In Jack Welch’s book Winning, he explains that being a good leader means you shift the focus from you to them–from being the only one able to solve the latest problem, to being the proverbial “dumbest person in the room.”  Accountability should come hand in hand with empowerment.  Learning to empower your teams can be difficult, and seem like a leap of faith at first.  You soon learn, however, that letting your team originate the solution, predict the schedule, perform the work, and solve the problem builds their trust in you and in themselves.

Another effective technique is to make your team accountable to the executive staff themselves–in person–instead of you being the go-between, shielding them.   Have the team leads accompany you to the Executive Committee meeting to report their progress.  This way, they can feel a sense of accomplishment for their victories, and feel the pressure from the top, instead of from you!  Teach them to be commitment oriented.  Develop a commitment-oriented culture by keeping track of their commitments and holding them accountable for each one.    Base their bonus structure on their ability to keep their commitments.  This will teach them to be more accurate, which translates into better predictability that that is better for everyone.

Joel Spolsky has a simple solution for this.  It’s called Evidence Based Scheduling and you can read about it here.

Mike J Berry
www.RedRockResearch.com

The Role of the Development Manager

Posted by mikeberry | Agile Development,Agile Executives,Leadership,Product Owner,ScrumMaster,SDLC Management | Tuesday 30 October 2007 11:47 pm

I remember my grandmother explaining what it was like to teach grade-school.  She said to be a good teacher, you had to be part teacher, part nurse, part referee, part coach, part police officer, part mother, and part collections agent.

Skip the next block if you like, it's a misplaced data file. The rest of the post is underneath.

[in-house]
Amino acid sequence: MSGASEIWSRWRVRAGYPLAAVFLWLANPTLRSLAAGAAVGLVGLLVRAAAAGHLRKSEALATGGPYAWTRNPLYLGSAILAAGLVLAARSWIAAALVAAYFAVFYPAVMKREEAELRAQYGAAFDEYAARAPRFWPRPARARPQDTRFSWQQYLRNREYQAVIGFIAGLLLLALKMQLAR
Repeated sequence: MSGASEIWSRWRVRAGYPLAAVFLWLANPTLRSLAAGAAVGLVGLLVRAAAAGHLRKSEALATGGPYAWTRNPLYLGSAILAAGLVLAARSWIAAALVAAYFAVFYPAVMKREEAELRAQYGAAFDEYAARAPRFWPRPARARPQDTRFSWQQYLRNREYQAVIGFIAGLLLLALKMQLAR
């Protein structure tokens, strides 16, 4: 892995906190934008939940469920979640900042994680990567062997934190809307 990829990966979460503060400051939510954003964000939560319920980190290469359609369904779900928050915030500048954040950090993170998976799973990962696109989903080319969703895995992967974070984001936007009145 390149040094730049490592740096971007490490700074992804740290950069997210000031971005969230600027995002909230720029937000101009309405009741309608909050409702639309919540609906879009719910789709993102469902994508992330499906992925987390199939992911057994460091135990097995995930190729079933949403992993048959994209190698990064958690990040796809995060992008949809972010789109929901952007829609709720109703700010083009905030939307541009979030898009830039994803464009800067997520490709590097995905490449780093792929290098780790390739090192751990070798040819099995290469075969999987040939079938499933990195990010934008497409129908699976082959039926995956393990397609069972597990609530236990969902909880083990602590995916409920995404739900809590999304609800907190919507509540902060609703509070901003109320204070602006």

Fortunately, software development management requires a smaller skill-set.  Software Development Managers really have four areas of responsibility.  These four areas are:

  1. Responsibility to the corporation
  2. Responsibility to the development department
  3. Responsibility to the customer
  4. Responsibility to the product

To the corporation, the development manager owes efficient yield,  predictability of delivery dates, and transparency regarding the health and status of each project.

To the team, he owes corporate transparency (what goes on in the executive meetings), clarity of direction, priority of tasks, empowerment, and accountability.

To the customer, he owes the highest reasonable product quality, and highest reasonable product relevance.

And to the product, he owes the best tools, architectures, and programmers he can find.

Mike J Berry
www.RedRockResearch.com

Why should Corporate Strategy be important to us in Development?

We code, right!?  We code, and play Warcraft.  Why should we know or care about corporate strategy?

Well, the answer is that most programmers probably don’t really know what their organization’s corporate strategy is.  If you do, you likely have an outstanding manager who has learned that part of their responsibility as a manager is to communicate executive directives back to Development.

A company that performs good ‘Strategy Management’ will do two things:

  1. They will broadcast their corporate strategy to all employees so that everyone can be on the same page.
  2. They will establish measurable metrics throughout the organization to determine how close everyone’s efforts are to the decided strategy.

When this happens, an effective plan is for the Development department to adopt their own ‘Department Strategy’ that supports the Corporate Strategy.  Then look for ways to measure how effective they are at pursuing that strategy.

For example, if your team has to report total hours for the week, reporting could be enhanced to include how many hours each programmer spends on each project.  Then each project can be placed into separate ‘strategy categories.’  Then, time can be measured for each project worked on during the week, and a summary comparison can be presented to upper management showing that the Development department is ‘following corporate strategic goals’ by spending a proportional amount of time on projects that are aligned with various corporate strategies.

If you are a manager and do this before you are asked to, you may even earn yourself a few stripes.  Kapish?

Mike J Berry
www.RedRockResearch.com